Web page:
ANY changes to reduce the pressures on students to perform well in the Leaving Certificate can only be welcomed.
It is not just the teenagers who complain about the strain put on them to get enough points for their preferred college course. Teachers and principals regularly speak about how eager they are to focus on other aspects of particular subjects but cannot because they are under so much pressure to get the Leaving Certificate course finished.
The same even applies to preparations for the Junior Certificate, meaning the children behind the desks are given little opportunity to develop their own skills of critical thinking, independent learning and ability to apply theories they are taught in practical situations.
These have been the concerns increasingly aired by employers and colleges in recent years, although it has been Education Minister Ruairí Quinn rather than the college bosses who finally got the ball rolling on looking at alternatives to the current points system.
Higher Education Authority chief executive Tom Boland expressed confidence yesterday that third-level bosses will engage with the process, speaking of the mutual interests for students, educators and employers if graduates can emerge better equipped for the fast-changing work environment of the 21st century.
In the first steps of a well-choreographed public consultation exercise, the publication of professor Áine Hyland’s discussion paper is as significant in its context as much as for its content. As chair of the Commission on the Points System, which reported to former education minister Micheál Martin 12 years ago, she told the media yesterday how most of its recommendations have not been implemented.
She said: “One... was that there should not be such a choice of courses. On the question of having a realistic entry require-ment and then having a lottery, a lot of us [on the commission] supported that but we didn’t get public support for it in the consultation process.”
Ms Hyland also reiterated to the public — importantly given Mr Quinn’s acknowledgement that he did not always know it — that the points system is the property of the 41 colleges who enrol students through it — and not of the Department of Education or anyone else.
“It’s they who set up the CAO, it’s they who decide the criteria for selection and they are equally free under legislation to change the system at any time. That sometimes doesn’t seem to be clear, especially when we hear the higher education institutions themselves criticising their own selection system,” she said.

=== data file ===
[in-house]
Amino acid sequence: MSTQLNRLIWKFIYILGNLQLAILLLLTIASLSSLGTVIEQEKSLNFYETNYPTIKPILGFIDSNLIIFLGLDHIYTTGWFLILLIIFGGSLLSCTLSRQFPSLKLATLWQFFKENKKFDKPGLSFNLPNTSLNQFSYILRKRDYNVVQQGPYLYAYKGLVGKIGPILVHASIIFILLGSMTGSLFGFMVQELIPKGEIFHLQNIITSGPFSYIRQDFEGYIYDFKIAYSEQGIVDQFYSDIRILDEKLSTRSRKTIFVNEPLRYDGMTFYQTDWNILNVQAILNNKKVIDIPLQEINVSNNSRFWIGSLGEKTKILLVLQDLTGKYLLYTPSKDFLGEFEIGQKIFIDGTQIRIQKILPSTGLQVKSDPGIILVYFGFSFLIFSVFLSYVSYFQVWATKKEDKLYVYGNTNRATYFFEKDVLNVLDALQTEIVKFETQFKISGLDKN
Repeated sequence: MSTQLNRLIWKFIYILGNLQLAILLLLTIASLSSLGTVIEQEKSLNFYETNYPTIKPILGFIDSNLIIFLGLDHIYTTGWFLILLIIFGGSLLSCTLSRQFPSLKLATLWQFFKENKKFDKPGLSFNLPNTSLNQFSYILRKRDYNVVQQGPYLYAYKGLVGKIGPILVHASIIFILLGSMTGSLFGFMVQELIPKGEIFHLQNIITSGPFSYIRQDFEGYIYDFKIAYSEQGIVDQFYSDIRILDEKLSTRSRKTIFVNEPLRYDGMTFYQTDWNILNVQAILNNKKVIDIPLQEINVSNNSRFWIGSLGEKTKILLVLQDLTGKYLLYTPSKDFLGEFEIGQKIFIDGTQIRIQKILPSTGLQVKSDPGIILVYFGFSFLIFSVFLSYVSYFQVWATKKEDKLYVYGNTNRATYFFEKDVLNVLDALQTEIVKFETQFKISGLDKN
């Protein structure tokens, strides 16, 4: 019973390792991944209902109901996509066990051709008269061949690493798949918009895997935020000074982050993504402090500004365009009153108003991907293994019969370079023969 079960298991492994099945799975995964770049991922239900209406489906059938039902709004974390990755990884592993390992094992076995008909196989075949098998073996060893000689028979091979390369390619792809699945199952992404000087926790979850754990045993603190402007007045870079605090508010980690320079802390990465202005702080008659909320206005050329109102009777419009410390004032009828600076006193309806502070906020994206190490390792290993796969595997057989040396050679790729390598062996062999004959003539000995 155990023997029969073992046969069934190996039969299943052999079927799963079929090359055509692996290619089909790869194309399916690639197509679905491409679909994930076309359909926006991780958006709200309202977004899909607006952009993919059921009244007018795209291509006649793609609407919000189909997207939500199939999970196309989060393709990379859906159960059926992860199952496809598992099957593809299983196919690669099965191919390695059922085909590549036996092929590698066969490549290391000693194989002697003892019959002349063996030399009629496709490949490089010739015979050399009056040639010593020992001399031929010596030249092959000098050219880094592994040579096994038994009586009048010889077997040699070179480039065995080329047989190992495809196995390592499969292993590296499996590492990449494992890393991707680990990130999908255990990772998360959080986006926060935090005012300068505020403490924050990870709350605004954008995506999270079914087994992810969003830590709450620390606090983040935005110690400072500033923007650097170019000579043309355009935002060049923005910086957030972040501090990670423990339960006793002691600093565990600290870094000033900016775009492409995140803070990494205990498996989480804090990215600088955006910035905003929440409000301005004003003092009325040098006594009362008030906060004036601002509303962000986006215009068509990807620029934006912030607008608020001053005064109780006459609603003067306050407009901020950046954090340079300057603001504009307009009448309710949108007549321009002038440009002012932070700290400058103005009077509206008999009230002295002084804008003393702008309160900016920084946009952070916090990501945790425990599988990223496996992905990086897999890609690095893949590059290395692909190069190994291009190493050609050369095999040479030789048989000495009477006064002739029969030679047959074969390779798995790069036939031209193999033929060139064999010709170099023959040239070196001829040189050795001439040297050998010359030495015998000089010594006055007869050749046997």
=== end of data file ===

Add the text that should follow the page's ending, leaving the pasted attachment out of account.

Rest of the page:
Apart from her own preference of some element of a lottery system with generic courses, which she had the chance to personally endorse 12 years after the Points Commission report, her paper also put forward a range of other options.
One is the idea that colleges might use other assessments in addition to, or entirely independently of, Leaving Certificate results. For example, some institutions might wish to set their own entrance exams, use aptitude tests, or written statements from applicants. References from their schools could be used to select entrants, as might be portfolios of relevant school work.
But Ms Hyland express-ed a personal dislike for the HPAT admissions test being used in addition to Leaving Certificate points for the last three years for entry to undergraduate medical degrees.
“The argument that you can’t coach for HPAT is disingenuous, you can coach for any test and the more practice you have, the more effective you will be at doing the test. My concern about HPAT is that it further disen-franchises those who can’t afford to have coaching.”
The Hyland paper also advocates widening rel-atively new systems under which many colleges have set aside fixed numbers of places for students with disabilities and those from under-represented sections of society.
Ms Hyland is equally expert on the question of addressing educational dis-advantage, having chaired a statutory committee set up under the 1998 Education Act to examine that issue. It reported during the tenure of Noel Dempsey in the education portfolio, but the axe fell on the group in the October 2008 budget.
Mr Martin, to whom the Points Commission reported in 1999, earned a reputation for starting reform processes, commissioning reports and then allowing them to gather dust on the shelves.
In his first six months, Mr Quinn has been praised for taking on sensitive issues like this one, and none more so than the question of Catholic control of almost 90% of our primary schools. The level of public input sought on these debates has been laudable; but his success may only be graded on how much has changed in our schools and colleges in the next five or so years.
The points system was dubbed the tail that wags the dog in our schools by the group representing second-level principals last year. They will be grateful for a chance to allow staff focus more on the development of students as critical thinkers and innovators, but teachers too can expect to be asked to play their part in some element of assessment reform.
Already, union leaders have raised concerns about the speed with which Mr Quinn is proposing reforms of the three-year cycle leading to the Junior Certificate against a background of difficult education cutbacks.
But they will gain no public backing if they oppose anything that gives students a chance to avoid the pressure-cooker points system that has burdened more than a generation of school leavers.
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